Why Carbon Did Not Form In The Big Bang?

According to scientists, chemical elements were formed inside dying stars. How chemical elements were formed in the universe? Why big bang failed?
why carbon did not form in big bang astronomy big bang failed creation carbon physics science nuclear physics

Where did all the chemical elements in the periodic table come from? Physicists theorized that elements can be created inside dying stars and astronomers confirmed this by observation.

Essential elements like carbon, nitrogen, oxygen and iron are created towards the end of a star’s life cycle. Much heavier and precious elements like Gold are formed in supernova explosions.

Shortly after the big bang, the explosion that birthed the universe, there was 92% hydrogen and 8% helium atoms. Simple elements came into existence quick, obvious, but what about the rest of them?

Why did nature have to wait for early stars' death in hundreds of millions of years time to produce carbon, oxygen, etc.?

Two reasons: One, by the time simple atoms formed, the universe had already cooled enough. Second, there was hardly any disposable helium.

We know, hydrogen has 1 nucleon, a proton, and helium has 2 protons and 2 neutrons, so 4 nucleons. The reactions to yield heavier elements would be:

H + He or He + He

Giving out nuclei with 5 and 8 nucleons respectively, both highly unstable.

For example: The resulting beryllium-8 has half life of only 8.19×10−17 seconds. Stable beryllium has 5 neutrons and 4 protons.

Thus, beryllium-8 would immediately decay into two stable helium nuclei, if ever it came into being.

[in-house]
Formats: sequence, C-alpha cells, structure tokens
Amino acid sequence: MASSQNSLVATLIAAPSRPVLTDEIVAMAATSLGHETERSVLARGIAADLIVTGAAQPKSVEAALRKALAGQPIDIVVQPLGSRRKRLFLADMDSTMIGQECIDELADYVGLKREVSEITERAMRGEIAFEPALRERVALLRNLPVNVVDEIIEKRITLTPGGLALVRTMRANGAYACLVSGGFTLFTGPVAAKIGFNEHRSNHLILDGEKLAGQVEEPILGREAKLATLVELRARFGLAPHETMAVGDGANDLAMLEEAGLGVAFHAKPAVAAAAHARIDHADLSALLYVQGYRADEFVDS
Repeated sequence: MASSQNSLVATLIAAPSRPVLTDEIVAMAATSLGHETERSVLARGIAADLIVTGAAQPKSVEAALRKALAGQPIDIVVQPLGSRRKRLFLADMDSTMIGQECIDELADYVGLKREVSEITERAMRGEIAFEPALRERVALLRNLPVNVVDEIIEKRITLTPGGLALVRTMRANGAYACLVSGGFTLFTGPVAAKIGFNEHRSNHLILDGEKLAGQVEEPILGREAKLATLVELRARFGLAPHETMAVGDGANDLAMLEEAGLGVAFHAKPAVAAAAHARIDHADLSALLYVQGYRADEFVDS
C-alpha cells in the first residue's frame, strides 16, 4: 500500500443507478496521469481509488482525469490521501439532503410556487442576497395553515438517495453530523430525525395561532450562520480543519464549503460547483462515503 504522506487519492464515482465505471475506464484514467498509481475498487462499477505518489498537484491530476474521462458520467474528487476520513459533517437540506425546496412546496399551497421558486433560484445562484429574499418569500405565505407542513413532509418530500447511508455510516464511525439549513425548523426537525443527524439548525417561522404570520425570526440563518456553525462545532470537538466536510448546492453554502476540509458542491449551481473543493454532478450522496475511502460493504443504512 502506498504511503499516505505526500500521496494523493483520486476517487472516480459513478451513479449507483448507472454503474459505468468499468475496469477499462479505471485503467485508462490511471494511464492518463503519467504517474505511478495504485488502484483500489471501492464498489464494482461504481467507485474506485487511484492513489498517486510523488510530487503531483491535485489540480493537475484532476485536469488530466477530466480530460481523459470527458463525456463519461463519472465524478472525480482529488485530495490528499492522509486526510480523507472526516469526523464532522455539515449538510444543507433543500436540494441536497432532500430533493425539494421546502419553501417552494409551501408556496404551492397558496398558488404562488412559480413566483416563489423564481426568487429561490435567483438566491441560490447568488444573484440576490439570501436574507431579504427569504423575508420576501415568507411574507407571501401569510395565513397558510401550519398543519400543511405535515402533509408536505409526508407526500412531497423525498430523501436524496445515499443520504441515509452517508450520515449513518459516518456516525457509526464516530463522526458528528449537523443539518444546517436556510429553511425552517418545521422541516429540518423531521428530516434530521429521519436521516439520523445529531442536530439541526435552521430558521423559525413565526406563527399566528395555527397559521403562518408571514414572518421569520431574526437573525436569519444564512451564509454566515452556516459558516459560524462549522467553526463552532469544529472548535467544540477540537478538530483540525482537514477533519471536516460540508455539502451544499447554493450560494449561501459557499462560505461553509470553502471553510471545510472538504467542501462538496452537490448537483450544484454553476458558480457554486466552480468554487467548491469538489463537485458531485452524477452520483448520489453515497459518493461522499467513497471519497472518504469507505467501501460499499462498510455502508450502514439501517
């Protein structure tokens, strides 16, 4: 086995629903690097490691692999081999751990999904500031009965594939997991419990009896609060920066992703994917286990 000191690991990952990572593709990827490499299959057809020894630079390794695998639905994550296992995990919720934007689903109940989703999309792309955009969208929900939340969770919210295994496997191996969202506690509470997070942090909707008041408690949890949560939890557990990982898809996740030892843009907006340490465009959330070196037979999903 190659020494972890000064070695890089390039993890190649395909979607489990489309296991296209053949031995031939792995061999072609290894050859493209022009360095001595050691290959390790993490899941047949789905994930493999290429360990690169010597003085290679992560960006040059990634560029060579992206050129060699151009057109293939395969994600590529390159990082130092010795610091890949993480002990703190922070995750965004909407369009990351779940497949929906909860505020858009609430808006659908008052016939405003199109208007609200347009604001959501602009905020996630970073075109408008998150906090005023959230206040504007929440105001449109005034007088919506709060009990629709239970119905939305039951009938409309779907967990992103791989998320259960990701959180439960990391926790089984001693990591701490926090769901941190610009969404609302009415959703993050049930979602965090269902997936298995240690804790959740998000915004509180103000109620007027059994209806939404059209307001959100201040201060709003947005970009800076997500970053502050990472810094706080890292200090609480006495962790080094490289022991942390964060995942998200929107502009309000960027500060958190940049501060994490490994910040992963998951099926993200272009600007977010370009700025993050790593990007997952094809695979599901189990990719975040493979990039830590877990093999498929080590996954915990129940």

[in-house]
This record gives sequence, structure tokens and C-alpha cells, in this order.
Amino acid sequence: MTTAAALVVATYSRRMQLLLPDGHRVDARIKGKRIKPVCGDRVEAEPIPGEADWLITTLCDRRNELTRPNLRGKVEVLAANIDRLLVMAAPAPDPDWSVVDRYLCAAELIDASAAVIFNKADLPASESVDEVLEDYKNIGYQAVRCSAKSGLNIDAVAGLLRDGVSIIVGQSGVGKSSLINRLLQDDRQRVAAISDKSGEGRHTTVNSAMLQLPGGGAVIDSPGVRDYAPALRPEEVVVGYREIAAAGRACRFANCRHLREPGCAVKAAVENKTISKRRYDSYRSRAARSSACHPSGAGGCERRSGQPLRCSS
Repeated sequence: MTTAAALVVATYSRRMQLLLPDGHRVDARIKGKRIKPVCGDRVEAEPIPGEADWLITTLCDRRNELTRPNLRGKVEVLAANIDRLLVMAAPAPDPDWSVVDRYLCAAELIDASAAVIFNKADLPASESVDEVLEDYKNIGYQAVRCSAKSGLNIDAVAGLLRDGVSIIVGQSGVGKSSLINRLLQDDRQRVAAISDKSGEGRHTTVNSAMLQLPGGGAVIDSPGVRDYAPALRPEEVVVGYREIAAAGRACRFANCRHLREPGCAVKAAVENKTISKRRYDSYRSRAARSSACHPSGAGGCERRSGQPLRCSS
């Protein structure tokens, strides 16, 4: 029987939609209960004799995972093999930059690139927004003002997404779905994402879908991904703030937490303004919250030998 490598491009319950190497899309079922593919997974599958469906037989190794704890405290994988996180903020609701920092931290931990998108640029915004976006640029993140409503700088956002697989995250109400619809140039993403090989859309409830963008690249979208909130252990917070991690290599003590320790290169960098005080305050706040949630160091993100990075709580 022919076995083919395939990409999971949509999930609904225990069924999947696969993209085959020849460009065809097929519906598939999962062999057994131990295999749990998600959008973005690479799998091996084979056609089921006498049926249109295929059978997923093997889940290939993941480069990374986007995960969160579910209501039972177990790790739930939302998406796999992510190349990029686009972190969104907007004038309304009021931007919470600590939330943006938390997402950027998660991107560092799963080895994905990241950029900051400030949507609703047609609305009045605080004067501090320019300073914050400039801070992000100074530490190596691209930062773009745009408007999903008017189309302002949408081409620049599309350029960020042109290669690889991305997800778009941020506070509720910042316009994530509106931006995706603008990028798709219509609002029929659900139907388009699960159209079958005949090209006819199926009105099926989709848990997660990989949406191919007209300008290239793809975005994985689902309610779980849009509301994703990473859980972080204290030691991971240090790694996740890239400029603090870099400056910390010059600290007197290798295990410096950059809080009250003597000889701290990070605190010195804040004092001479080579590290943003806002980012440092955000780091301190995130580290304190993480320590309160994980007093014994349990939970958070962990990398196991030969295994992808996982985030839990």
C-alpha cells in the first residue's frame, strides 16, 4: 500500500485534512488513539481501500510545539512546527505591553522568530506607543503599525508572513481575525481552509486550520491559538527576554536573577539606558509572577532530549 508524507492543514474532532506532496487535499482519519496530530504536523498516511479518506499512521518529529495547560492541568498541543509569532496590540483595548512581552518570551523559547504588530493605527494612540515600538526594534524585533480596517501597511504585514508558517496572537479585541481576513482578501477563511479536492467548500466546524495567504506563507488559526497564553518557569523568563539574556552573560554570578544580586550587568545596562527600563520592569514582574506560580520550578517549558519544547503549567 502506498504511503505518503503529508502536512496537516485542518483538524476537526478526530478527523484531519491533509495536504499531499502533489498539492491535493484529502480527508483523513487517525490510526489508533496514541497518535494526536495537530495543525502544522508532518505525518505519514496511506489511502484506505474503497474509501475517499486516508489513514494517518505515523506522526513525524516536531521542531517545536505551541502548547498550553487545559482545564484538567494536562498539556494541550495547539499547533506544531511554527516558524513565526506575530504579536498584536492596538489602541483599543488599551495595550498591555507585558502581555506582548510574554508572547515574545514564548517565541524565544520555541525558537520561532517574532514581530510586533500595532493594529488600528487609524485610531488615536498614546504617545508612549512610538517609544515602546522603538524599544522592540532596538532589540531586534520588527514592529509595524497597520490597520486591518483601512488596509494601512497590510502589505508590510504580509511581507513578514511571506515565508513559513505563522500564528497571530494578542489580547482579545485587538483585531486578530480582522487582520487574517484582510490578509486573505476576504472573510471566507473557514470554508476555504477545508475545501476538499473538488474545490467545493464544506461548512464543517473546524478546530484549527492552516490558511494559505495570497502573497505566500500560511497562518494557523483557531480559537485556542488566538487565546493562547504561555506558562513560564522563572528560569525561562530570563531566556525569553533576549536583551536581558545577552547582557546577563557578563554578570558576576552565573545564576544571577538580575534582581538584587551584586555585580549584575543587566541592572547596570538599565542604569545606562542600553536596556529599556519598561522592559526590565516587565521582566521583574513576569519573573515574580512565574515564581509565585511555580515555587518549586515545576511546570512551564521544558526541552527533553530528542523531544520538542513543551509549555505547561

Besides, hydrogen and helium are themselves incredibly stable. It turns out that nature preferred stability over creation of heavy elements.

Soon, gigantic lumps of hydrogen began forming due to sophisticated engineering by gravity. The lumps were spherical, because again… nature likes stability.

The first stars made light in extreme conditions upon converting hydrogen to helium, because of Einstein's energy mass equivalence.

why stars shine why carbon did not form in big bang how stars make light astronomy big bang failed creation carbon physics star life cycle supernova nuclear physics

Towards the end, most hydrogen in the star is converted to helium. There is abundance of helium nuclei to combine with beryllium-8 in just the right time to become carbon-12.

Ultimately, it boils down to the amount of disposable helium, even if the pressure and temperature conditions are met. The collapsing star makes more elements like nitrogen, oxygen, iron and nickel as it dies.

In the big bang, helium was unavailable for extensive use. Whereas, in the star, formation of carbon is possible in the triple alpha process. And since life on earth is carbon based, we are children of the stars.

Responsive Ad Slot

disqus, mystorymag
© 2019-2022
made with by vedang